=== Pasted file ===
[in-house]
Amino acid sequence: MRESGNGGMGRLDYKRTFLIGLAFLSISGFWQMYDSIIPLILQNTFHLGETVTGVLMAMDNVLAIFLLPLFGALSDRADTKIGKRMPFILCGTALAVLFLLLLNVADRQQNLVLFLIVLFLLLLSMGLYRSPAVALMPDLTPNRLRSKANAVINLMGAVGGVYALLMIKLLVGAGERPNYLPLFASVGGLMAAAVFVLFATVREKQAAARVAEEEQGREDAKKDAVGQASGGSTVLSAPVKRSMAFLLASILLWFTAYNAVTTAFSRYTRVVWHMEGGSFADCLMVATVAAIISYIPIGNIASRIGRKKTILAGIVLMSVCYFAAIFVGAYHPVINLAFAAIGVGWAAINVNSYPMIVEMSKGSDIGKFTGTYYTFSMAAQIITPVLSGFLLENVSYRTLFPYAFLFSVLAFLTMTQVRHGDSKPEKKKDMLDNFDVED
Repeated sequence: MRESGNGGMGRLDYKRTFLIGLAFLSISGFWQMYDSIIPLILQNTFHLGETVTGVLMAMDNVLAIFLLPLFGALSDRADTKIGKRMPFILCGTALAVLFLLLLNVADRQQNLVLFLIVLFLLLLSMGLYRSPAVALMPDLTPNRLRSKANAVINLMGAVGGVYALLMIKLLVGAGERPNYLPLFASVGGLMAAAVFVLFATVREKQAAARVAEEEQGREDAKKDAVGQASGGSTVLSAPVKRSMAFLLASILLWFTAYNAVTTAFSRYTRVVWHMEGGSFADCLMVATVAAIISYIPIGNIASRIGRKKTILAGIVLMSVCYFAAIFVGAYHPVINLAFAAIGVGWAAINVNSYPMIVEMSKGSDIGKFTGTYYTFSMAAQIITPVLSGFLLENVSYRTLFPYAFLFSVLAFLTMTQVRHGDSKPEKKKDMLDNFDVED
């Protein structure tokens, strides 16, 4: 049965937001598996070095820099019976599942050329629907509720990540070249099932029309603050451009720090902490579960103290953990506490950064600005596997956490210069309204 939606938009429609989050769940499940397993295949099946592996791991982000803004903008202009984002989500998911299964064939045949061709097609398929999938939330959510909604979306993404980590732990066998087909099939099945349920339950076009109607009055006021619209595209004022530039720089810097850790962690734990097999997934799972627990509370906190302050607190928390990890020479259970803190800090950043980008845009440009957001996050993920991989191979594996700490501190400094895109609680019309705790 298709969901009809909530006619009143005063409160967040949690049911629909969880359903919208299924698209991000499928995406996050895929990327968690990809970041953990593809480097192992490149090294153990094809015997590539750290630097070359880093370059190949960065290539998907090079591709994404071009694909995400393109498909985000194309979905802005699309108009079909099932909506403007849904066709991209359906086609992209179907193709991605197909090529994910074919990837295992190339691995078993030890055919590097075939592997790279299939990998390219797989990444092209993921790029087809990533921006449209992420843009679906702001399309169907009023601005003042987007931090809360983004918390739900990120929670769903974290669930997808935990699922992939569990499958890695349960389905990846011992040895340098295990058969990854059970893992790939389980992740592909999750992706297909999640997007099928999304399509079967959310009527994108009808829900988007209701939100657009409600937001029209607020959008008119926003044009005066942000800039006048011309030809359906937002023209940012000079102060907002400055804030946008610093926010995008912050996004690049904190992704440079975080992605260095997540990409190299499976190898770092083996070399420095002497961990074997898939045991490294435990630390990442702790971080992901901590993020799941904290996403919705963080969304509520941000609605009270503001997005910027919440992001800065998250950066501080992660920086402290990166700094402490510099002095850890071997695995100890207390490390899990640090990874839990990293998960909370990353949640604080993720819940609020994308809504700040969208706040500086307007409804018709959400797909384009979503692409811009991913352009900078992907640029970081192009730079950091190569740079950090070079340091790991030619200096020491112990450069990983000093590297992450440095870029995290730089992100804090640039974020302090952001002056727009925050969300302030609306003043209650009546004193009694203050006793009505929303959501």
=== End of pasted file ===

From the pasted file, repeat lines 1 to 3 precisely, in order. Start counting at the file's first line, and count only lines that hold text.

[in-house]
Amino acid sequence: MRESGNGGMGRLDYKRTFLIGLAFLSISGFWQMYDSIIPLILQNTFHLGETVTGVLMAMDNVLAIFLLPLFGALSDRADTKIGKRMPFILCGTALAVLFLLLLNVADRQQNLVLFLIVLFLLLLSMGLYRSPAVALMPDLTPNRLRSKANAVINLMGAVGGVYALLMIKLLVGAGERPNYLPLFASVGGLMAAAVFVLFATVREKQAAARVAEEEQGREDAKKDAVGQASGGSTVLSAPVKRSMAFLLASILLWFTAYNAVTTAFSRYTRVVWHMEGGSFADCLMVATVAAIISYIPIGNIASRIGRKKTILAGIVLMSVCYFAAIFVGAYHPVINLAFAAIGVGWAAINVNSYPMIVEMSKGSDIGKFTGTYYTFSMAAQIITPVLSGFLLENVSYRTLFPYAFLFSVLAFLTMTQVRHGDSKPEKKKDMLDNFDVED
Repeated sequence: MRESGNGGMGRLDYKRTFLIGLAFLSISGFWQMYDSIIPLILQNTFHLGETVTGVLMAMDNVLAIFLLPLFGALSDRADTKIGKRMPFILCGTALAVLFLLLLNVADRQQNLVLFLIVLFLLLLSMGLYRSPAVALMPDLTPNRLRSKANAVINLMGAVGGVYALLMIKLLVGAGERPNYLPLFASVGGLMAAAVFVLFATVREKQAAARVAEEEQGREDAKKDAVGQASGGSTVLSAPVKRSMAFLLASILLWFTAYNAVTTAFSRYTRVVWHMEGGSFADCLMVATVAAIISYIPIGNIASRIGRKKTILAGIVLMSVCYFAAIFVGAYHPVINLAFAAIGVGWAAINVNSYPMIVEMSKGSDIGKFTGTYYTFSMAAQIITPVLSGFLLENVSYRTLFPYAFLFSVLAFLTMTQVRHGDSKPEKKKDMLDNFDVED